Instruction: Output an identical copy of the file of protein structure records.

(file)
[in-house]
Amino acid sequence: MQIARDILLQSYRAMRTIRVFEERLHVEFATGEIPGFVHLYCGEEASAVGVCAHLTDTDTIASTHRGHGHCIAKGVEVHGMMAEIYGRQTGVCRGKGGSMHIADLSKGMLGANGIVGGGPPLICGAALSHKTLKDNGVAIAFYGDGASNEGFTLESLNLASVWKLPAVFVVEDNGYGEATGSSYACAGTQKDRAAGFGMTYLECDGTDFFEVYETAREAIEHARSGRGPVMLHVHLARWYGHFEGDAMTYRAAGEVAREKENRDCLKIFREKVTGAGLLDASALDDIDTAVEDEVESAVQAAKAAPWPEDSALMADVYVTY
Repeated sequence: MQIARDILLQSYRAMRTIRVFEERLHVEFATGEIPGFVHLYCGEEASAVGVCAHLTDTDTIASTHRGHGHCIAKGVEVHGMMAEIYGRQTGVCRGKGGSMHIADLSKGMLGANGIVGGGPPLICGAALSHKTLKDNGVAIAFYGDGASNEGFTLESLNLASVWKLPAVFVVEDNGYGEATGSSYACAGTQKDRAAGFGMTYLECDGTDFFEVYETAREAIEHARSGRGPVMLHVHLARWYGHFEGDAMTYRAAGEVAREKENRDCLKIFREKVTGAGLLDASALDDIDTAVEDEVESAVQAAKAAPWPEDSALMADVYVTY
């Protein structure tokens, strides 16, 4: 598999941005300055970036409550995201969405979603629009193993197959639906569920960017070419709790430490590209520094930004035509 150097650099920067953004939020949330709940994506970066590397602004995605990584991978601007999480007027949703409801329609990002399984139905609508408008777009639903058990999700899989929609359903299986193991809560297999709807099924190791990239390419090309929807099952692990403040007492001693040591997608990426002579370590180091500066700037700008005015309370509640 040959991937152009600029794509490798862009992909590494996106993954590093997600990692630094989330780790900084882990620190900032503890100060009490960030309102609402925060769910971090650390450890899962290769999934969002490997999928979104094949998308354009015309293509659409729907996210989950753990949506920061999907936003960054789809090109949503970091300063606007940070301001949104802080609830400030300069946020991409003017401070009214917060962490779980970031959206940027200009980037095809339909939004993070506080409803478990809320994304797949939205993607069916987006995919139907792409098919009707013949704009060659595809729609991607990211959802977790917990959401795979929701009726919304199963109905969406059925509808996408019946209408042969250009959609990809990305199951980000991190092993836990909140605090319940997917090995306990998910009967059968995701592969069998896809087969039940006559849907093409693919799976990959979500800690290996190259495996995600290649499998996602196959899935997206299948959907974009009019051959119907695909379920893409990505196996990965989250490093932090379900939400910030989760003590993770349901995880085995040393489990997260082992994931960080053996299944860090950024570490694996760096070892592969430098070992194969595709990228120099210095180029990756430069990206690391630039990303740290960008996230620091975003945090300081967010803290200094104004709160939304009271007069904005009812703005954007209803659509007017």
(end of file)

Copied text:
[in-house]
Amino acid sequence: MQIARDILLQSYRAMRTIRVFEERLHVEFATGEIPGFVHLYCGEEASAVGVCAHLTDTDTIASTHRGHGHCIAKGVEVHGMMAEIYGRQTGVCRGKGGSMHIADLSKGMLGANGIVGGGPPLICGAALSHKTLKDNGVAIAFYGDGASNEGFTLESLNLASVWKLPAVFVVEDNGYGEATGSSYACAGTQKDRAAGFGMTYLECDGTDFFEVYETAREAIEHARSGRGPVMLHVHLARWYGHFEGDAMTYRAAGEVAREKENRDCLKIFREKVTGAGLLDASALDDIDTAVEDEVESAVQAAKAAPWPEDSALMADVYVTY
Repeated sequence: MQIARDILLQSYRAMRTIRVFEERLHVEFATGEIPGFVHLYCGEEASAVGVCAHLTDTDTIASTHRGHGHCIAKGVEVHGMMAEIYGRQTGVCRGKGGSMHIADLSKGMLGANGIVGGGPPLICGAALSHKTLKDNGVAIAFYGDGASNEGFTLESLNLASVWKLPAVFVVEDNGYGEATGSSYACAGTQKDRAAGFGMTYLECDGTDFFEVYETAREAIEHARSGRGPVMLHVHLARWYGHFEGDAMTYRAAGEVAREKENRDCLKIFREKVTGAGLLDASALDDIDTAVEDEVESAVQAAKAAPWPEDSALMADVYVTY
């Protein structure tokens, strides 16, 4: 598999941005300055970036409550995201969405979603629009193993197959639906569920960017070419709790430490590209520094930004035509 150097650099920067953004939020949330709940994506970066590397602004995605990584991978601007999480007027949703409801329609990002399984139905609508408008777009639903058990999700899989929609359903299986193991809560297999709807099924190791990239390419090309929807099952692990403040007492001693040591997608990426002579370590180091500066700037700008005015309370509640 040959991937152009600029794509490798862009992909590494996106993954590093997600990692630094989330780790900084882990620190900032503890100060009490960030309102609402925060769910971090650390450890899962290769999934969002490997999928979104094949998308354009015309293509659409729907996210989950753990949506920061999907936003960054789809090109949503970091300063606007940070301001949104802080609830400030300069946020991409003017401070009214917060962490779980970031959206940027200009980037095809339909939004993070506080409803478990809320994304797949939205993607069916987006995919139907792409098919009707013949704009060659595809729609991607990211959802977790917990959401795979929701009726919304199963109905969406059925509808996408019946209408042969250009959609990809990305199951980000991190092993836990909140605090319940997917090995306990998910009967059968995701592969069998896809087969039940006559849907093409693919799976990959979500800690290996190259495996995600290649499998996602196959899935997206299948959907974009009019051959119907695909379920893409990505196996990965989250490093932090379900939400910030989760003590993770349901995880085995040393489990997260082992994931960080053996299944860090950024570490694996760096070892592969430098070992194969595709990228120099210095180029990756430069990206690391630039990303740290960008996230620091975003945090300081967010803290200094104004709160939304009271007069904005009812703005954007209803659509007017």